Monday 20 September 2021

Spelunker HD Deluxe Review (Switch)

Written by Dan Gill

I’ve a long history of digging myself into a hole, and I suspect it’s this experience which led to a code for cave-diving platformer Spelunker HD Deluxe landing in my inbox. For those who aren’t as old as me, this is a remake of Spelunker, a game released for the Atari 400/800 in 1983. It was later ported to various platforms and is something of a cult hit.

The aim is to delve into the dankest caves, unearthing treasure, avoiding pitfalls and dodging enemies on your way to the next cave, just like in the original title. And that’s the thing; this is exactly like the original game in terms of gameplay, clunky jumping and all. The tiniest error will lose a life. Yes, this is Spelunker as those of a certain vintage will remember it, albeit with some updated graphics and audio (although you can go blocky if you wish, as the original game is included). It’s a game that’s a bit janky and archaic in game design terms, so it’s worth keeping that in mind if you’re going to play it.

While the aim is to make it to the next cave, it’s worth exploring levels to find treasure to boost your score, bombs to destroy blocks, and oxygen to keep you alive. The oxygen tank can also be used to get rid of ghosts. These spectres (whose arrival is announced with a spooky howl) will glide through walls to track the player down, and with the levels being so tightly designed there’s not always a way to escape. Other cave-dwelling beasties cause trouble, and their movement patterns need to be learned so a safe path can be found. There’s a fair amount of variety in each cave, and this pushes you on to see what awaits in the next room.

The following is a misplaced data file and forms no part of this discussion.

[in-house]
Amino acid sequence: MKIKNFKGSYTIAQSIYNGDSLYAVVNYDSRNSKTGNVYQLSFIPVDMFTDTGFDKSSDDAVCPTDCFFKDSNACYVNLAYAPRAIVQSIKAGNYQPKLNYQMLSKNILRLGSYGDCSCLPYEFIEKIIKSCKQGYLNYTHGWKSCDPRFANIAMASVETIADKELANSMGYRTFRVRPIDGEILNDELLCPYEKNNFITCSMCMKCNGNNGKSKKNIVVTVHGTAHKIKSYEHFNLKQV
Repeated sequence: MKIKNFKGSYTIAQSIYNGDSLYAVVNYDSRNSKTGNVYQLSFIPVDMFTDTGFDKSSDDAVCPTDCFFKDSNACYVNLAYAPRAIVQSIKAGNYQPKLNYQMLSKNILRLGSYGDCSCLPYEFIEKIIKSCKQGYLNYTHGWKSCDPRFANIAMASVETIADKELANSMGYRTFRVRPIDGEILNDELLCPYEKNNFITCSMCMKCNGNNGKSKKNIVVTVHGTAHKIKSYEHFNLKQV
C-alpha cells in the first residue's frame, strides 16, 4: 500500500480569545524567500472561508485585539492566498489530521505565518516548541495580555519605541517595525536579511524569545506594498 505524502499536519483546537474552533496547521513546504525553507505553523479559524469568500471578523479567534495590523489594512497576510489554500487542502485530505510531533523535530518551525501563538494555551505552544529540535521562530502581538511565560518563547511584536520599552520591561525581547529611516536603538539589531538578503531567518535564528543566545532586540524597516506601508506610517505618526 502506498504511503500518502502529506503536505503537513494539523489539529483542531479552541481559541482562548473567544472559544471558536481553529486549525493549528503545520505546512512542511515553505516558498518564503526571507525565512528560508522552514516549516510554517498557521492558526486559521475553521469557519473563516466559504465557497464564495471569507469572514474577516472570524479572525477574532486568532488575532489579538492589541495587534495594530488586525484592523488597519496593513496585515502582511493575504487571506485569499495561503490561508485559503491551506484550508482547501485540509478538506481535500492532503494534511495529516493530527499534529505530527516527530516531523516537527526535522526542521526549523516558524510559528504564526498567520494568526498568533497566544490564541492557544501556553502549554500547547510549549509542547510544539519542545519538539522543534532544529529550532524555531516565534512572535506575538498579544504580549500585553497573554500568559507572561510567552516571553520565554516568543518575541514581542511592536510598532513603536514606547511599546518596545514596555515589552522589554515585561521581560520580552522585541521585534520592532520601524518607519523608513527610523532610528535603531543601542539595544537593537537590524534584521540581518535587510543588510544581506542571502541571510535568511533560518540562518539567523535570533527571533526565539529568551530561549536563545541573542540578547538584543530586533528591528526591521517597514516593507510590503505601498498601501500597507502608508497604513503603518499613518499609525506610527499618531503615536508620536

A variety of gameplay modes add to the original game’s one hundred or so levels, offering competitive multiplayer, a challenge mode (which offers another few dozen levels) and an endless mode with a procedurally generated endless dungeon. This may be the toughest mode, since the base game relies much on memory as it does quick reactions. Some of the pitfalls are tough to spot when playing with the updated visuals, so you’ll need to be eagle-eyed and nimble to spot these on the fly. However, all are a nice addition, and offer more challenge for those demanding more. Whether that justifies the price of the game on the eShop is something that depends on how much mileage you can get out of it. At north of £20 for what is essentially a 38-year-old game seems a little steep. I can’t help but feel it would have been better pitched at a slightly lower price for what it is.

All in all, Spelunker HD is a solid retro platformer. It makes no concessions to modern design, and the quality-of-life features are limited to the multiplayer and endless dungeon modes. At this point you may well have decided whether the game is for you or not. Those of us who cut our teeth on tough platformers in the 80s may carry a torch for these types of game, while others are happy to have moved on to games that take it a little easier on the player (ask most adults with a family how much time they have to play games, let alone how long they have to learn its ins and outs in order to get better). Personally, I like hopping back in time to play something like this, partly for nostalgia, but also to see how it fits in to gaming history (it feels like it’s not far off the original Mario Bros’ platforming). In terms of gameplay, it feels like something of an unearthed relic itself – a little dusty, perhaps, but it cleans up well.

Overall 7/10

No comments:

Post a Comment